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History of the English Language

History of the English Language

Table of contents
1 Old English
2 Period of French Domination
3 Middle and Modern English
4 Historic English text samples
5 See Also

Old English

The principal invading Germanic tribes were the Angles, Saxons and Jutes. Their Anglo-Saxon dialects developed into Old English. The most commonly used words today derive from those early Anglo-Saxon roots, but English vocabulary has also been greatly influenced over time. First, it was influenced by Scandinavian invaders who spoke Old Norse, which was probably mutually comprehensible with Old English. Later, the language was influenced, to an even greater extent, by the French-speaking Norman invaders. It has been aruged that the Danish contribution occurred as late as the early Middle Ages.

Period of French Domination

For over two hundred years, the Norman French rulers governed and ran the church, educational and court systems in French, and French was the language of the aristocracy, while English remained the language of the common people. However French words were inevitably absorbed into English, and as a result, English gradually changed from its roots to such an extent that Modern English speakers cannot understand Old English. It lost most of its word inflections and gained a great deal of French vocabulary. Interestingly, Old English would be understood fairly well by today's Icelandic-speaking folk.

Such was the influence of French that, had nature not intervened, English may not have survived as a separate language. However, in the 14th century the Black Death killed so many of those in positions of power that many English speakers from the working classes rose to fill such positions, so displacing many of the French speakers. In 1362, English replaced French as the language of commerce and the courts, and the Lord Chancellor even addressed Parliament in English. However it was not until the coronation of Henry IV in 1399 that an English monarch made an address in English, after 333 years of French being spoken by the monarchy.

Middle and Modern English

By about the time of the Renaissance, the language had evolved into what is known as Middle English, which Modern English speakers can understand with a little difficulty. From the late 1400s, the language changed further into what is described as Modern English. English has continued to assimilate foreign words, especially Latin and Greek, even to the present time. As a result of this history of assimilation, English today is commonly believed to have the largest vocabulary of any language in the world. As there are many words from different languages the risk of mispronunciation is high.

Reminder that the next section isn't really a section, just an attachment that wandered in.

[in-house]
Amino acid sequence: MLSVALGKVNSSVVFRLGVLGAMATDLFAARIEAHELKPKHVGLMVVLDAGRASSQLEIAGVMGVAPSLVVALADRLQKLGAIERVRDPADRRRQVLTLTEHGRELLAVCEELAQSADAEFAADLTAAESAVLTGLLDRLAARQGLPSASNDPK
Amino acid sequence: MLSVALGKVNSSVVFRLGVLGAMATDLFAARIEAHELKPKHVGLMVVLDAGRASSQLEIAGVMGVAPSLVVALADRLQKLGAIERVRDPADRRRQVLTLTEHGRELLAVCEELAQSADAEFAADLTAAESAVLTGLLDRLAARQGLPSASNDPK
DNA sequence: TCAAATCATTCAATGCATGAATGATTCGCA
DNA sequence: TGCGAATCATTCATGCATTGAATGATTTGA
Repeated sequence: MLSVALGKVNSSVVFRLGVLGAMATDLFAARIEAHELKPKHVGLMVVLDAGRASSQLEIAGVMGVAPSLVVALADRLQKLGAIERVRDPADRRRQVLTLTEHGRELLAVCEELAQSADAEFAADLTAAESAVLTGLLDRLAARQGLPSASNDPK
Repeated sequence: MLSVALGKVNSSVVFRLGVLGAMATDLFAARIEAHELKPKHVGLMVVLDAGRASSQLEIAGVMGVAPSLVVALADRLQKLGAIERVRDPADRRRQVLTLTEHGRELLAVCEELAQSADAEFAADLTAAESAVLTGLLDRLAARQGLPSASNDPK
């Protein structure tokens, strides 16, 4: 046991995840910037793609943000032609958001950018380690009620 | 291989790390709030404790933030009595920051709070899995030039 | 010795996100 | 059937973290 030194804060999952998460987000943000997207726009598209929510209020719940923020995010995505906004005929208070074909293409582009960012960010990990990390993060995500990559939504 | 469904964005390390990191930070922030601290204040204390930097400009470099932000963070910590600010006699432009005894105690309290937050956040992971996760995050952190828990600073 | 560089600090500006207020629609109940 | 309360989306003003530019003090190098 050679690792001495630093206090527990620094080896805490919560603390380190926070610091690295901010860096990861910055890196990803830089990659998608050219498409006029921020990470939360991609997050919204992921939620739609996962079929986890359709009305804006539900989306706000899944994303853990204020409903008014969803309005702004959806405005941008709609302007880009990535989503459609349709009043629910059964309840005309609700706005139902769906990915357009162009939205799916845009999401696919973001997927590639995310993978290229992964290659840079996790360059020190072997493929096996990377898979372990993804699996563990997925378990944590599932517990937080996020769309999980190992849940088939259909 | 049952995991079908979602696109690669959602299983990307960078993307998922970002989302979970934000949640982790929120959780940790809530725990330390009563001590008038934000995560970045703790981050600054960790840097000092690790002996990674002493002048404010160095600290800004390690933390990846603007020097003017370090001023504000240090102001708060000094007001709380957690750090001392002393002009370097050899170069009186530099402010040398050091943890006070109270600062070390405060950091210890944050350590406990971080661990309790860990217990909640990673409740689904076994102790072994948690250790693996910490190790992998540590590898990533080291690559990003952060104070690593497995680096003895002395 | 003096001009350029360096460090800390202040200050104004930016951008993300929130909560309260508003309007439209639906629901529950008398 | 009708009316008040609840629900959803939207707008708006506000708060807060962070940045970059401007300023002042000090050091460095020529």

In 1755 Samuel Johnson published the first significant English dictionary.

Historic English text samples

Old English

Beowulf lines 1 to 11, approximately 900 CE

HwŠt! We Gar-Dena    in geardagum,
■eodcyninga,    ■rym gefrunon,
hu ­a Š■elingas    ellen fremedon.
Oft Scyld Scefing    scea■ena ■reatum,
monegum mŠg■um,    meodosetla ofteah,
egsode eorlas.    Sy­­an Šrest wear­
feasceaft funden,    he ■Šs frofre gebad,
weox under wolcnum,    weor­myndum ■ah,
o­■Št him Šghwylc    ■ara ymbsittendra
ofer hronrade    hyran scolde,
gomban gyldan.    ■Št wŠs god cyning!

Middle English

The Canterbury Tales by Geoffry Chaucer, 14th century
Here bygynneth the Book of the Tales of Caunterbury

Whan that Aprill, with his shoures soote The droghte of March hath perced to the roote And bathed every veyne in swich licour, Of which vertu engendred is the flour; Whan Zephirus eek with his sweete breeth Inspired hath in every holt and heeth The tendre croppes, and the yonge sonne Hath in the Ram his halfe cours yronne, And smale foweles maken melodye, That slepen al the nyght with open eye- (So priketh hem Nature in hir corages); Thanne longen folk to goon on pilgrimages

Early modern English

Othello by William Shakespeare, 1603

   Iago: Though in the trade of Warre I haue slaine men,
         Yet do I hold it very stuffe o'th' conscience 
         To do no contriu'd Murder: I lacke Iniquitie 
         Sometime to do me seruice. Nine, or ten times
         I had thought t'haue yerk'd him here vnder the Ribbes.

Othello: 'Tis better as it is.

Modern English

From the
United States Declaration of Independence, 1776, by Thomas Jefferson
IN CONGRESS, July 4, 1776.

The unanimous Declaration of the thirteen united States of America,

When in the Course of human events, it becomes necessary for one people to dissolve the political bands which have connected them with another, and to assume among the powers of the earth, the separate and equal station to which the Laws of Nature and of Nature's God entitle them, a decent respect to the opinions of mankind requires that they should declare the causes which impel them to the separation.

See Also